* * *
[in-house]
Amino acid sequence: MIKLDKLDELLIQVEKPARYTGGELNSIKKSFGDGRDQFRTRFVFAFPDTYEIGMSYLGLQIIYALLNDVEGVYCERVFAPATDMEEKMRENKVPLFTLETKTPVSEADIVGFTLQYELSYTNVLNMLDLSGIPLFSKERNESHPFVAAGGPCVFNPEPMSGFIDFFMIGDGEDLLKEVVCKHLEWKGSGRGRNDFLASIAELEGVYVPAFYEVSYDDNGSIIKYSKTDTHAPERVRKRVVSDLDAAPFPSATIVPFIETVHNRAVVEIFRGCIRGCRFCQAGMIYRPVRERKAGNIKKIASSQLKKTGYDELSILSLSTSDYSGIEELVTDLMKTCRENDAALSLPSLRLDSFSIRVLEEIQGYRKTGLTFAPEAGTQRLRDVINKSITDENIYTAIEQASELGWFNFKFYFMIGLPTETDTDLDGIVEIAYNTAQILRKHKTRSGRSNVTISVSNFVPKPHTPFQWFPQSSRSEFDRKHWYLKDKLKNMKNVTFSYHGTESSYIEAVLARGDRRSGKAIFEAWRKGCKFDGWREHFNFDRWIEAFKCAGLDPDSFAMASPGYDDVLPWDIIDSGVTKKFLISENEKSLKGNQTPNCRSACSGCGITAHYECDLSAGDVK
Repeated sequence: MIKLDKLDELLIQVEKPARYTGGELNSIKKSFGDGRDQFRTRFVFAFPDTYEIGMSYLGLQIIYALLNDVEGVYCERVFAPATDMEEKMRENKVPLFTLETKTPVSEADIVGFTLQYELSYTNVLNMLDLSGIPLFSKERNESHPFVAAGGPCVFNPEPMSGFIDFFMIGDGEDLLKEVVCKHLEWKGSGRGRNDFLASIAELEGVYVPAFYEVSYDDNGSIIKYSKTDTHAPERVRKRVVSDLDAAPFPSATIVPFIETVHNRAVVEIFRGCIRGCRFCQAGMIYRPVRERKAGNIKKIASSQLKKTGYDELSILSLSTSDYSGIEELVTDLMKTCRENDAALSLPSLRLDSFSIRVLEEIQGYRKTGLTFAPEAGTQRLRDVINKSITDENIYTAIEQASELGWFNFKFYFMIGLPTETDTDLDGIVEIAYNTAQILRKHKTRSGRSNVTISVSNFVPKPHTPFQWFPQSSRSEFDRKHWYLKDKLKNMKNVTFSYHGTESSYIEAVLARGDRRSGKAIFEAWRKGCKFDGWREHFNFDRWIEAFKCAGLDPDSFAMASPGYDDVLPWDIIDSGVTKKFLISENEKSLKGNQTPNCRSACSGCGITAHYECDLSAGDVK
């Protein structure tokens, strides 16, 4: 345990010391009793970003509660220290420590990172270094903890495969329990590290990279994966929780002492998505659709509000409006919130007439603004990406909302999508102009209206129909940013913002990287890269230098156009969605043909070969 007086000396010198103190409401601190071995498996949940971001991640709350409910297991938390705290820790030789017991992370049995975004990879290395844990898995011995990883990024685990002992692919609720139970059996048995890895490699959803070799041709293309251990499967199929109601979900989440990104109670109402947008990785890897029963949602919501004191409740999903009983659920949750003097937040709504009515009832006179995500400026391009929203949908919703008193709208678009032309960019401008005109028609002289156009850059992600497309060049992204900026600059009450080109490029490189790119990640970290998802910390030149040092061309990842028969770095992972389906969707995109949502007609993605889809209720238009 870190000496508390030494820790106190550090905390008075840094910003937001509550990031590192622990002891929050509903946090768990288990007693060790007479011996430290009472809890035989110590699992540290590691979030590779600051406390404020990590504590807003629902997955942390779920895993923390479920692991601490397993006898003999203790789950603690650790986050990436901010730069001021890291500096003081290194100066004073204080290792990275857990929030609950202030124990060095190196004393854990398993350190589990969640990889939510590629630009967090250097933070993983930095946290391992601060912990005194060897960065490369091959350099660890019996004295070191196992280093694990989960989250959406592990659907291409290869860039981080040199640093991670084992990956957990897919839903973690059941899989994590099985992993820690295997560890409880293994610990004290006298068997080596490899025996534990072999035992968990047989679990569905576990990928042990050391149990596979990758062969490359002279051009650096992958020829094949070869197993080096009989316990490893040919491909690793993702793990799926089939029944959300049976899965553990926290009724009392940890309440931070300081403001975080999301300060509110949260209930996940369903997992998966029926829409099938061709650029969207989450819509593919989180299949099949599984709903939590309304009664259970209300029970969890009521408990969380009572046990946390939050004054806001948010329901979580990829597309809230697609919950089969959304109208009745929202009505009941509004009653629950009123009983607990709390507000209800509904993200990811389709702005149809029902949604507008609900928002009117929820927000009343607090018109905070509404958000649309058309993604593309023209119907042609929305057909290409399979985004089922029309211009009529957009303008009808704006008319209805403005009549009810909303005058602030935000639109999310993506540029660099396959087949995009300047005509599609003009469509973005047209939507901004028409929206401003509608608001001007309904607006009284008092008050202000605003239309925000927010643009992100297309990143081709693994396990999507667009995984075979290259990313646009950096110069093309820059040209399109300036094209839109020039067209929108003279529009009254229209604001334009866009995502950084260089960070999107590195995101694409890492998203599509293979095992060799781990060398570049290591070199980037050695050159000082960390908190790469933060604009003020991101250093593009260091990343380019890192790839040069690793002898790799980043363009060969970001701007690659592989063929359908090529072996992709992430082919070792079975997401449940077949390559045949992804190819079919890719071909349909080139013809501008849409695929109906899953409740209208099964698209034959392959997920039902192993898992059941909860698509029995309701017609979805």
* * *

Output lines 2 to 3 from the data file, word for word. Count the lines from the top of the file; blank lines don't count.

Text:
Amino acid sequence: MIKLDKLDELLIQVEKPARYTGGELNSIKKSFGDGRDQFRTRFVFAFPDTYEIGMSYLGLQIIYALLNDVEGVYCERVFAPATDMEEKMRENKVPLFTLETKTPVSEADIVGFTLQYELSYTNVLNMLDLSGIPLFSKERNESHPFVAAGGPCVFNPEPMSGFIDFFMIGDGEDLLKEVVCKHLEWKGSGRGRNDFLASIAELEGVYVPAFYEVSYDDNGSIIKYSKTDTHAPERVRKRVVSDLDAAPFPSATIVPFIETVHNRAVVEIFRGCIRGCRFCQAGMIYRPVRERKAGNIKKIASSQLKKTGYDELSILSLSTSDYSGIEELVTDLMKTCRENDAALSLPSLRLDSFSIRVLEEIQGYRKTGLTFAPEAGTQRLRDVINKSITDENIYTAIEQASELGWFNFKFYFMIGLPTETDTDLDGIVEIAYNTAQILRKHKTRSGRSNVTISVSNFVPKPHTPFQWFPQSSRSEFDRKHWYLKDKLKNMKNVTFSYHGTESSYIEAVLARGDRRSGKAIFEAWRKGCKFDGWREHFNFDRWIEAFKCAGLDPDSFAMASPGYDDVLPWDIIDSGVTKKFLISENEKSLKGNQTPNCRSACSGCGITAHYECDLSAGDVK
Repeated sequence: MIKLDKLDELLIQVEKPARYTGGELNSIKKSFGDGRDQFRTRFVFAFPDTYEIGMSYLGLQIIYALLNDVEGVYCERVFAPATDMEEKMRENKVPLFTLETKTPVSEADIVGFTLQYELSYTNVLNMLDLSGIPLFSKERNESHPFVAAGGPCVFNPEPMSGFIDFFMIGDGEDLLKEVVCKHLEWKGSGRGRNDFLASIAELEGVYVPAFYEVSYDDNGSIIKYSKTDTHAPERVRKRVVSDLDAAPFPSATIVPFIETVHNRAVVEIFRGCIRGCRFCQAGMIYRPVRERKAGNIKKIASSQLKKTGYDELSILSLSTSDYSGIEELVTDLMKTCRENDAALSLPSLRLDSFSIRVLEEIQGYRKTGLTFAPEAGTQRLRDVINKSITDENIYTAIEQASELGWFNFKFYFMIGLPTETDTDLDGIVEIAYNTAQILRKHKTRSGRSNVTISVSNFVPKPHTPFQWFPQSSRSEFDRKHWYLKDKLKNMKNVTFSYHGTESSYIEAVLARGDRRSGKAIFEAWRKGCKFDGWREHFNFDRWIEAFKCAGLDPDSFAMASPGYDDVLPWDIIDSGVTKKFLISENEKSLKGNQTPNCRSACSGCGITAHYECDLSAGDVK